Furious Vissarion: Belinski's Struggle for Literature, Love and Ideas by Richard Freeborn - review by Donald Rayfield

Donald Rayfield

Midwife to Genius

Furious Vissarion: Belinski's Struggle for Literature, Love and Ideas


London School of Slavonic and East European Studies 204pp £13.99 order from our bookshop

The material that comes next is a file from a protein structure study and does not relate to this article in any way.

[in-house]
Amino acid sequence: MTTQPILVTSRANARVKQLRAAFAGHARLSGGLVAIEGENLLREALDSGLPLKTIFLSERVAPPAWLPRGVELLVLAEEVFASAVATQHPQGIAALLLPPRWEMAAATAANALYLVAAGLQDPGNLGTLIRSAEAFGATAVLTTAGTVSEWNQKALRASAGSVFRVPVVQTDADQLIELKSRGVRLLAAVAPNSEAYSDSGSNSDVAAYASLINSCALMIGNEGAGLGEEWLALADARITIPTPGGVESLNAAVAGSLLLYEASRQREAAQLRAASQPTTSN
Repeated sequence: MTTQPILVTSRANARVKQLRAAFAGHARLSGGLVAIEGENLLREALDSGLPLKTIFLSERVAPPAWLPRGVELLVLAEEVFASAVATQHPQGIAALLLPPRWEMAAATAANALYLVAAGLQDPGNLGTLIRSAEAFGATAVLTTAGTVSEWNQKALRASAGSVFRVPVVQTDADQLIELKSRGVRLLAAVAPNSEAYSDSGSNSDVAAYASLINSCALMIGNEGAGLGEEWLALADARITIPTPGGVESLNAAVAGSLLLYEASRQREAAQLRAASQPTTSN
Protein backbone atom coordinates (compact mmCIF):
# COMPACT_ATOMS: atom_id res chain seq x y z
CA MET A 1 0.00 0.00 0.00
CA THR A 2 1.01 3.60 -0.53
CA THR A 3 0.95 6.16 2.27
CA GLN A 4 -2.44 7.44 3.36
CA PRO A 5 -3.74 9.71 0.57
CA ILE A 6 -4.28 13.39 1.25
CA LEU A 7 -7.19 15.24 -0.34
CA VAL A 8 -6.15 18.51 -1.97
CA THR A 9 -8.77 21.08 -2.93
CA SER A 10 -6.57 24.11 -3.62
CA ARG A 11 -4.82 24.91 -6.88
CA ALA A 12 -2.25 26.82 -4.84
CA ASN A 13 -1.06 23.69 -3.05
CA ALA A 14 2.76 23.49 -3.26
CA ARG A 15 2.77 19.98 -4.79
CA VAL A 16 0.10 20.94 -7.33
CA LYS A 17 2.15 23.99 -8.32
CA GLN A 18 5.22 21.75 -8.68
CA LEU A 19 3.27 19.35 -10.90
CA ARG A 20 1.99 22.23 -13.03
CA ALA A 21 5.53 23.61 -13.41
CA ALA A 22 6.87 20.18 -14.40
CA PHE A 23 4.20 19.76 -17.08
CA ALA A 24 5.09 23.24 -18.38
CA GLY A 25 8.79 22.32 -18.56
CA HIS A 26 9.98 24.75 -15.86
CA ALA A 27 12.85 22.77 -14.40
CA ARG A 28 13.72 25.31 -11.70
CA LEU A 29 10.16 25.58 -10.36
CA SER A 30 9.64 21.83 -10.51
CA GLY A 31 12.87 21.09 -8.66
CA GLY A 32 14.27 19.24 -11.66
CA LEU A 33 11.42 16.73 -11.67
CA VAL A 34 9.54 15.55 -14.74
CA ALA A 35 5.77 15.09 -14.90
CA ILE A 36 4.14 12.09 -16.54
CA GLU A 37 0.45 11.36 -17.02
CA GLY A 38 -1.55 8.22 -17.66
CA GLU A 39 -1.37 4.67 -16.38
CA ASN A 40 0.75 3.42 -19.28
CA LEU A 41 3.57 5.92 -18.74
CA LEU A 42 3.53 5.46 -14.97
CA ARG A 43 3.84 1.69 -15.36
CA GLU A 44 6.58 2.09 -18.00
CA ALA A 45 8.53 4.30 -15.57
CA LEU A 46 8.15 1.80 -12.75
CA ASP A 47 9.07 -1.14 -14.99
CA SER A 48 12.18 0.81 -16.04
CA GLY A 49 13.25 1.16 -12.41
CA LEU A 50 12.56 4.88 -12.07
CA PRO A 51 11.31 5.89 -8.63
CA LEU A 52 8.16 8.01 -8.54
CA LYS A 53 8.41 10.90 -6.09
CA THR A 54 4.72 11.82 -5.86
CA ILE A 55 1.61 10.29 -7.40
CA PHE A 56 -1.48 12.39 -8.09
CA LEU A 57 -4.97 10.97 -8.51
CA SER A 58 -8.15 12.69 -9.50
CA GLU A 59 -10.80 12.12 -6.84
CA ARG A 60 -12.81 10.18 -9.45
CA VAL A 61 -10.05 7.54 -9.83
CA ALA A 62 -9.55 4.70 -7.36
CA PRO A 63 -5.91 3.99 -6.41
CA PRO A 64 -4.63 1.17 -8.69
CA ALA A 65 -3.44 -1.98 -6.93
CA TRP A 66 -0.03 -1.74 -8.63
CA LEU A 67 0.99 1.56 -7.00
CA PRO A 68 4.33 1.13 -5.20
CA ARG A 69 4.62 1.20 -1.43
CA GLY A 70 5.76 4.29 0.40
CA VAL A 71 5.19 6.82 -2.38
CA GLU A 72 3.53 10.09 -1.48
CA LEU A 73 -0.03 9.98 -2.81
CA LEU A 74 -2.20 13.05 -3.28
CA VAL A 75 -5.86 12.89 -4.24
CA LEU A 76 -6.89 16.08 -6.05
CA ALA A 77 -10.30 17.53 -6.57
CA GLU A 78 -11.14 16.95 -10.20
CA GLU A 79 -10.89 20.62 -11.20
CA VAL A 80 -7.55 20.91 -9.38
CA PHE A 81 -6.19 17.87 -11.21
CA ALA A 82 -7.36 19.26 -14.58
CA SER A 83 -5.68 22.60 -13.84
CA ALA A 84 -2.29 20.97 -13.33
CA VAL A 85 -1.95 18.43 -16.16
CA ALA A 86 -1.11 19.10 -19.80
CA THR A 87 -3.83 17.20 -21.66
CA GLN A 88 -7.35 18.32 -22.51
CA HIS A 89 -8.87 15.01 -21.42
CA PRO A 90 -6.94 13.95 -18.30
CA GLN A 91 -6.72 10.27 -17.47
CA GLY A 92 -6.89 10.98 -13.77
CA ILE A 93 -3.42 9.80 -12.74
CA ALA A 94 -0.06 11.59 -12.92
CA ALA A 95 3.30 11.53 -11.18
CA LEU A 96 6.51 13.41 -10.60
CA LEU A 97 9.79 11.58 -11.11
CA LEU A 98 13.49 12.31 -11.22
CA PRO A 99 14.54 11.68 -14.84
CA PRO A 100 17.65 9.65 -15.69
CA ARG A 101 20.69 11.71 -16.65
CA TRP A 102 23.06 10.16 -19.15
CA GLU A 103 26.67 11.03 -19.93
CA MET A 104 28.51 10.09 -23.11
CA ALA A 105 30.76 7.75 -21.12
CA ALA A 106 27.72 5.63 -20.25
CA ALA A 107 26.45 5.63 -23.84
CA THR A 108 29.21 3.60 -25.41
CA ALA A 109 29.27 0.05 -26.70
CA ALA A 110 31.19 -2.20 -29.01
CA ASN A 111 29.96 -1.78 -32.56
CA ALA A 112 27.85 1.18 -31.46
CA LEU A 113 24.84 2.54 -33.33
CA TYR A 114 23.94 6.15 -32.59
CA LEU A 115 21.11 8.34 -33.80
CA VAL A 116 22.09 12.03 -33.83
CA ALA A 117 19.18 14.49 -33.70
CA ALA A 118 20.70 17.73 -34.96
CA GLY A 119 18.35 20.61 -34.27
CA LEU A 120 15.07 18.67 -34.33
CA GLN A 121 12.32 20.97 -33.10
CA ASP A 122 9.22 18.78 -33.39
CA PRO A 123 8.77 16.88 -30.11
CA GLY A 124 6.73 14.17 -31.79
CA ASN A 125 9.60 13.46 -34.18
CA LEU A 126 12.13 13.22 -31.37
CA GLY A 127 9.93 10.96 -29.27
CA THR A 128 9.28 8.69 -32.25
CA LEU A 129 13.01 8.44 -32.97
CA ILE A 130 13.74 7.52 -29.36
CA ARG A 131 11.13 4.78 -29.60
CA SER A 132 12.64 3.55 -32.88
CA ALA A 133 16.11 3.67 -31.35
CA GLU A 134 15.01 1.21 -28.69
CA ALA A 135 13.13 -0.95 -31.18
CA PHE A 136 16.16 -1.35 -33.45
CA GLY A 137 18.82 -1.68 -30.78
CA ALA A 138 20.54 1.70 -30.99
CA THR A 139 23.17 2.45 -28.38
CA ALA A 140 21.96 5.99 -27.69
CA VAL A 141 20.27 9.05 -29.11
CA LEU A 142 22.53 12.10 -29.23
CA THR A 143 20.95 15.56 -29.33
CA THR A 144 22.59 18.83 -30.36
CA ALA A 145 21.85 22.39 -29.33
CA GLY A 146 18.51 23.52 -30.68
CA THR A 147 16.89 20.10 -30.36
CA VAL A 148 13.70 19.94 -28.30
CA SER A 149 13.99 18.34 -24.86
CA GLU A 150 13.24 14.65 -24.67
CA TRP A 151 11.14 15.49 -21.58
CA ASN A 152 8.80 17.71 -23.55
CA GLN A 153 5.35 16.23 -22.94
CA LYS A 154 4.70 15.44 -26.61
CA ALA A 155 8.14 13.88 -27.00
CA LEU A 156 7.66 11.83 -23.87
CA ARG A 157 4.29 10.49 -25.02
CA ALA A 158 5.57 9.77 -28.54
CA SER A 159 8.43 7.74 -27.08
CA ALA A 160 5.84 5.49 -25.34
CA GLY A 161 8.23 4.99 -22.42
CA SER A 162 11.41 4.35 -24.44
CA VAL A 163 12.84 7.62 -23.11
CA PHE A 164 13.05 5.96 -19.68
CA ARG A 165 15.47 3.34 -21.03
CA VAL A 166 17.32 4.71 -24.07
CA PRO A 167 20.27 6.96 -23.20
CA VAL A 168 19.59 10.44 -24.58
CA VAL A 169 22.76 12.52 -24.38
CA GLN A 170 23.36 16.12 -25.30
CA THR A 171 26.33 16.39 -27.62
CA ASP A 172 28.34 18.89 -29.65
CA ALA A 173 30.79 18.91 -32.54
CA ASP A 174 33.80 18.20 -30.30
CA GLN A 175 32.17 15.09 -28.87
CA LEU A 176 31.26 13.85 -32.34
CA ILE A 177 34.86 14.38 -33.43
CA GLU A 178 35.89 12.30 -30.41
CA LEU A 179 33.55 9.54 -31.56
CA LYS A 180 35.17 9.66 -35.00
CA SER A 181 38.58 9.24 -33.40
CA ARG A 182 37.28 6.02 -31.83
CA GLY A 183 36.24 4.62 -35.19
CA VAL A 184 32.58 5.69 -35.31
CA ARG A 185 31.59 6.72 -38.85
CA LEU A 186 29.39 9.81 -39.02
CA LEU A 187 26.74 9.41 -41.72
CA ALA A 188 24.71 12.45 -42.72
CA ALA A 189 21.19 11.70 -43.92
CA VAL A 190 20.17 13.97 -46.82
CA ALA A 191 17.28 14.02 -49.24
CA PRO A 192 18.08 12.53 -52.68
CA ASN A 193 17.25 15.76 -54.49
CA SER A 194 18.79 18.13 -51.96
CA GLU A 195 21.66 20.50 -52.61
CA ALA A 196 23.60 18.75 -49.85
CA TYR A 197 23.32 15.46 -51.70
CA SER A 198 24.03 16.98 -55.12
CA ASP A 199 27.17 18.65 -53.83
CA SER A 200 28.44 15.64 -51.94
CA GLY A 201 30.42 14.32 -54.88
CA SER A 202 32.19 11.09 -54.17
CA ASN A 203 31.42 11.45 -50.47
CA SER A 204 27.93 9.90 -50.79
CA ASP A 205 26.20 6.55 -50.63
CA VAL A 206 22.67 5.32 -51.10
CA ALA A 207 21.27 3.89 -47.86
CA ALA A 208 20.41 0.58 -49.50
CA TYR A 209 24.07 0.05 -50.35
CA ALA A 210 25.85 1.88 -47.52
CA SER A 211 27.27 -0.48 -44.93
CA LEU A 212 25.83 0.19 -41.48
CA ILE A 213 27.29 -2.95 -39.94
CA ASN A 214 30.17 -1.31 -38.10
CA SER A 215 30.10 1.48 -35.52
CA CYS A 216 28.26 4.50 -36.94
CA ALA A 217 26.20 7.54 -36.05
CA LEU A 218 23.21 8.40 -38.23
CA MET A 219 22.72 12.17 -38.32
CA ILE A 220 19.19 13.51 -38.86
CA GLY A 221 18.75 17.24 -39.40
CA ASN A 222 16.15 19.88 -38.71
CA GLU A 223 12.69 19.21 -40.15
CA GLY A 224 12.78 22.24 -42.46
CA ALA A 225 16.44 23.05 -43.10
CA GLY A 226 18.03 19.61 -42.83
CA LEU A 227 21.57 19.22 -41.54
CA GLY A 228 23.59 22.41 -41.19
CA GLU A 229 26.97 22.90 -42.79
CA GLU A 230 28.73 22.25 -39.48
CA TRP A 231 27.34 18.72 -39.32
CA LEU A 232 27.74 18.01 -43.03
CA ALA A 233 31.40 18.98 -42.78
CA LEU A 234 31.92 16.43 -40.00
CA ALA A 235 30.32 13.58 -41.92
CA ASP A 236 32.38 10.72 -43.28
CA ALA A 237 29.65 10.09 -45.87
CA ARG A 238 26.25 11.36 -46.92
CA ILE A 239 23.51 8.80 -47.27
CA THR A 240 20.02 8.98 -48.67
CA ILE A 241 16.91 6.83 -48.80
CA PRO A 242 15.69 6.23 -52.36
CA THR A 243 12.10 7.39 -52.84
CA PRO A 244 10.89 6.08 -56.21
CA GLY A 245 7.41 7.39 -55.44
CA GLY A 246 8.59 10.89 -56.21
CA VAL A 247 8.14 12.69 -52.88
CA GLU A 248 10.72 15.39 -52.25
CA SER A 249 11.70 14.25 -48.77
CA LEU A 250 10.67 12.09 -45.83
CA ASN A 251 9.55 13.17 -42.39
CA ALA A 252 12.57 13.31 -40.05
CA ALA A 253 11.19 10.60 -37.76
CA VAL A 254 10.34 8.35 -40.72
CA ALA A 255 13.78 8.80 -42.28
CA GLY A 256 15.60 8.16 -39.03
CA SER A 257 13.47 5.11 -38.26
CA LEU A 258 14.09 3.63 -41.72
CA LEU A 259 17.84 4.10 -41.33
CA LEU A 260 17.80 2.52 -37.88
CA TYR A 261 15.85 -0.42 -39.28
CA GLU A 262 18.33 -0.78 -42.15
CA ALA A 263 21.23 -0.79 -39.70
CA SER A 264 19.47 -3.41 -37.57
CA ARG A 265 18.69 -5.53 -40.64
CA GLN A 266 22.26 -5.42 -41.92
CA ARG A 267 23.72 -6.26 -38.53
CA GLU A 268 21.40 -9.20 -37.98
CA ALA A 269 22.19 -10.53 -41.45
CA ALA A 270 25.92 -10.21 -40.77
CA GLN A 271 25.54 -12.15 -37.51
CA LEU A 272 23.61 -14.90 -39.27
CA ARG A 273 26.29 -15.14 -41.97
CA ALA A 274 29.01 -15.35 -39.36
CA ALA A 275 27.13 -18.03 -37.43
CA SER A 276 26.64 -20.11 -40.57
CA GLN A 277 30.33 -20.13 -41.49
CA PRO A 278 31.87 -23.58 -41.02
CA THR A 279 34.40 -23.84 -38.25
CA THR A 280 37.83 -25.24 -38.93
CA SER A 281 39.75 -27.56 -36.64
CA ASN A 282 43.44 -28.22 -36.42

THE BEST RUSSIAN Literary critics of the nineteenth century wrote worse than Hazlitt or Lamb and knew less than Coleridge or Sainte-Beuve. But their power to make or break a writer and the longevity of their reputation were such that Western makers of opinion can only rage with impotent envy. From the 1830s to the 1930s (at which point Joseph Vissarionovich Stalin, the literary critic to end all literary critics, smashed other opinion-makers), Russians read novels and poems which had the imprimatur not of a censor but of those literary obstetricians they called 'life teachers', 'radiant personalities', 'lords of thought'. Vissarion Belinslui, writing fiom the mid 1830s until hls premature death hm TB in 1848, was the first and the exemplary Russian literary midwife. In hundreds of persuasively and insistently argued book reviews he helped a newborn poet or novelist to breathe independently, or in some cases ensured that the mallormed novice was strangled at birth. Word by word, Belinslui nudged his readers' perceptions and shaped Russia's expectations of literature. For the next hundred years or more, Russians mostly believed that novels and poems should mingle the idealism and vitality of Romanticism with the sociological validity of realism, that writers

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